A Moving Target Over Time
According to its 2013 housing plan, Chino planned to reach its 2,894 RHNA units within those five income tiers by autumn of 2021. About 59 percent of these units would need to be middle or high-income and 41 percent within the lower-three income tiers.
This same plan explicitly states Chino could meet the lowest three of its five RHNA household-income obligations through land set aside within The Preserve at Chino, a well-known sprawling master-developed community taking up nearly 5,500 acres several miles south of Chino’s city center and south of Chino Airport. What’s more: the document’s numbers reveal that taken altogether, two neighborhoods in The Preserve (boasting 10,788 projected units at the time) could very easily meet all the city’s income-tier RHNA responsibilities and still anchor a hefty housing-unit surplus.
What’s interesting is, state law mandates a city cannot concentrate new housing in just one area to fulfill RHNA requirements. Whatever shape or form neighborhoods take, Chino must reasonably spread out units throughout the city.
The majority of The Preserve’s infrastructure for current and future residential homebuilding — sidewalks, roads, the electrical network, and water-sewer systems — was completed in 2013 by one main master-developer that took the lead on developing the entire project. That was 10 years after the area was originally annexed by Chino in 2003.
Meanwhile, it was mentioned in the same 2013 housing plan that outside the two master plans, there was only enough “vacant” and “underutilized” properties and land to build 522 residential units citywide to satisfy the remaining RHNA mandate. Councilmembers and leaders knew their community was growing by leaps and bounds but felt they could satisfy their RHNA mandate almost entirely within the master plans.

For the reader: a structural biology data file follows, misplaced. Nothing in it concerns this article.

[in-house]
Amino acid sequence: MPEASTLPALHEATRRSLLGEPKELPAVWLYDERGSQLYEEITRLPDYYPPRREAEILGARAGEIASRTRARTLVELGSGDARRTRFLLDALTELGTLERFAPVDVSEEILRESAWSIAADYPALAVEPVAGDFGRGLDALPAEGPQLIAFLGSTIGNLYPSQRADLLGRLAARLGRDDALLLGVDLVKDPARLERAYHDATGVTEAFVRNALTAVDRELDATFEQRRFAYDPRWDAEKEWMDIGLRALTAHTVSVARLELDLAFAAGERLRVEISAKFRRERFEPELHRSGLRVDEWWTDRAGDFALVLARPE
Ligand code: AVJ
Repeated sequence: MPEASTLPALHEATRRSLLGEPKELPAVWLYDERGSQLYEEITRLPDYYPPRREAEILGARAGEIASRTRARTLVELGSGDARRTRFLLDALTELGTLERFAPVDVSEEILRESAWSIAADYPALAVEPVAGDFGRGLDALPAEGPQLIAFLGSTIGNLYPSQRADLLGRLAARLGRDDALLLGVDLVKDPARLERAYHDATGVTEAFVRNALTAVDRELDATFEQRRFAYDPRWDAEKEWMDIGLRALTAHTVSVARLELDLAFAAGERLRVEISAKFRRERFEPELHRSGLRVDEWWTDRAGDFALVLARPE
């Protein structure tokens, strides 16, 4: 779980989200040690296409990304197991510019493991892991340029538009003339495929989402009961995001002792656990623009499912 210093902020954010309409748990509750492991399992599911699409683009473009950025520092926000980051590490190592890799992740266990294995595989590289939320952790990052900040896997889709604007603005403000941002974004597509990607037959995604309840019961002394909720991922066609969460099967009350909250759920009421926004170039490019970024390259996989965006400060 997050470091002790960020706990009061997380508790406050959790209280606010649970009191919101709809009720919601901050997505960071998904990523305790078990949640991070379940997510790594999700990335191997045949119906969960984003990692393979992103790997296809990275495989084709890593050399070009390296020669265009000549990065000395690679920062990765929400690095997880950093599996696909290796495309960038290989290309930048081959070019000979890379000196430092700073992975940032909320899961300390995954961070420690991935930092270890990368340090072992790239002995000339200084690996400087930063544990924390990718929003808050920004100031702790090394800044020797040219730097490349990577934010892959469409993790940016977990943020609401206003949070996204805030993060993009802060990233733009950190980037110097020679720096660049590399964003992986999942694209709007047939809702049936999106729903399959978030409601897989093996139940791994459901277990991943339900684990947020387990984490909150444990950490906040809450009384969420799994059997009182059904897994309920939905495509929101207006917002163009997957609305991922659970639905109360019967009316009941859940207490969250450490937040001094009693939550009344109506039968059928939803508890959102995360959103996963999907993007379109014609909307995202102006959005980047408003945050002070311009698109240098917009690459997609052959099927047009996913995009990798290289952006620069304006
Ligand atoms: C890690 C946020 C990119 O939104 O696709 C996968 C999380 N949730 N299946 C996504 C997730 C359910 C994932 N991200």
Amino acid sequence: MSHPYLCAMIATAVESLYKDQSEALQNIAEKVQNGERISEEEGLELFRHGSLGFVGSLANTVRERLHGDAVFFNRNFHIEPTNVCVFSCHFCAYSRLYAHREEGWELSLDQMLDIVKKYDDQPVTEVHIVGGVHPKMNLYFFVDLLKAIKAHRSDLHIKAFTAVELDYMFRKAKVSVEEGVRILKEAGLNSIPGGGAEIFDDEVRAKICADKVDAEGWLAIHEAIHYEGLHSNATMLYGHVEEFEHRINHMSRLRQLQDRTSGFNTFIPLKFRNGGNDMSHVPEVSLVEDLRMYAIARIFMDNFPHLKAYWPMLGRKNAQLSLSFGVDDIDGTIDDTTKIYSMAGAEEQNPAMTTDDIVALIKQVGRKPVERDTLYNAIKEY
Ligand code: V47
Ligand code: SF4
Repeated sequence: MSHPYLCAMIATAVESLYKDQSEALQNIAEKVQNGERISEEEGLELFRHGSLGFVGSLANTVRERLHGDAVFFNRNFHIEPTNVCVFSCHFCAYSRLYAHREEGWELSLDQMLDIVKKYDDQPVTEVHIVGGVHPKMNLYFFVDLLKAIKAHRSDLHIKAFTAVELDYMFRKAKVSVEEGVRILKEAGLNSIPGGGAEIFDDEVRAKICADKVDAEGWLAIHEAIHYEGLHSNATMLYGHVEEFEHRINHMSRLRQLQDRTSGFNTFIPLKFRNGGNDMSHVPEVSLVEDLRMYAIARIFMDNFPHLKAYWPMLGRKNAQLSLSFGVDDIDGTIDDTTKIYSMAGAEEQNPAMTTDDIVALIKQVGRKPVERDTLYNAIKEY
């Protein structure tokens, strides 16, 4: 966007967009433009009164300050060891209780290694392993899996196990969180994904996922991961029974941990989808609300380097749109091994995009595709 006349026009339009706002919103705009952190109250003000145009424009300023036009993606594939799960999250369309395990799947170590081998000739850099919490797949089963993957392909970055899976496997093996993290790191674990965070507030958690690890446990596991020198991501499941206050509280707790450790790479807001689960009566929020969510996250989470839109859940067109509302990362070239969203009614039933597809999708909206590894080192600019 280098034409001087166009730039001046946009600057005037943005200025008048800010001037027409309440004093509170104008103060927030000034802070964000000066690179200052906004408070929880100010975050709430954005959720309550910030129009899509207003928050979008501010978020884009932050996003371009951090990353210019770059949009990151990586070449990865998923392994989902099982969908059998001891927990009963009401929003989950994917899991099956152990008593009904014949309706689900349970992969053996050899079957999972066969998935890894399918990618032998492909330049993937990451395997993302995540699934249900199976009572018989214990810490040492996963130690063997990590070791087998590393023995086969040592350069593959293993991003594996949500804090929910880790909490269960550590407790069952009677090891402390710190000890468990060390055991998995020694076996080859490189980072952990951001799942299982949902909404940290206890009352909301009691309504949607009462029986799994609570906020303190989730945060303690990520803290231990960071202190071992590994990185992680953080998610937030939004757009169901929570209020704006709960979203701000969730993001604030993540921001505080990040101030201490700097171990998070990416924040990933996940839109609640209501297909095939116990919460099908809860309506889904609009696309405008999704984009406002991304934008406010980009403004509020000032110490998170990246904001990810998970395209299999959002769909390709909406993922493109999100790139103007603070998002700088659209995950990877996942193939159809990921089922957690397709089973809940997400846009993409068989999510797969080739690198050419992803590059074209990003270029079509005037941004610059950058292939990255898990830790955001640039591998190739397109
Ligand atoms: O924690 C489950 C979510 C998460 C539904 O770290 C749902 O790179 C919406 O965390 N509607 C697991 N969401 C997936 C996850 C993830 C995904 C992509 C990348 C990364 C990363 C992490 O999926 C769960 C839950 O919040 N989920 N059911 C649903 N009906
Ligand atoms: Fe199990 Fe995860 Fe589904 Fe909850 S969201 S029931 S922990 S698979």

This planning decision led to major economic and social issues within the city’s center. The council increasingly focused its growth far away from Chino’s center, which has produced blight, struggling businesses, homelessness, and crime. At the same time, freshly painted buildings line the areas situated around the city’s master plans, where retail space and businesses are thriving. Essentially, a lack of investment in the city’s center has equated to run-down neighborhoods, as well as elementary schools attracting low scores on websites and social media.
Dramatic Growth Felt More Than Seen
A 2013 City of Chino Climate Action Plan forecasted a 17 percent population increase from 2008 to 2020 (approximately 75,600 to 88,700 residents). But this number was easily eclipsed two years ago by U.S. Census Bureau estimates in 2019, pegging Chino’s population at nearly 94,400 — a 25 percent jump and the largest number of residents in the city’s history.
Chino may have reached its forecasted RHNA goal within a brief moment in time. But an influx of new residents each year dramatically outperformed Chino’s projections, highlighting the desperate need for all types of new construction and innovative developments anywhere possible in the city’s residential zones and bordering pockets of San Bernardino County.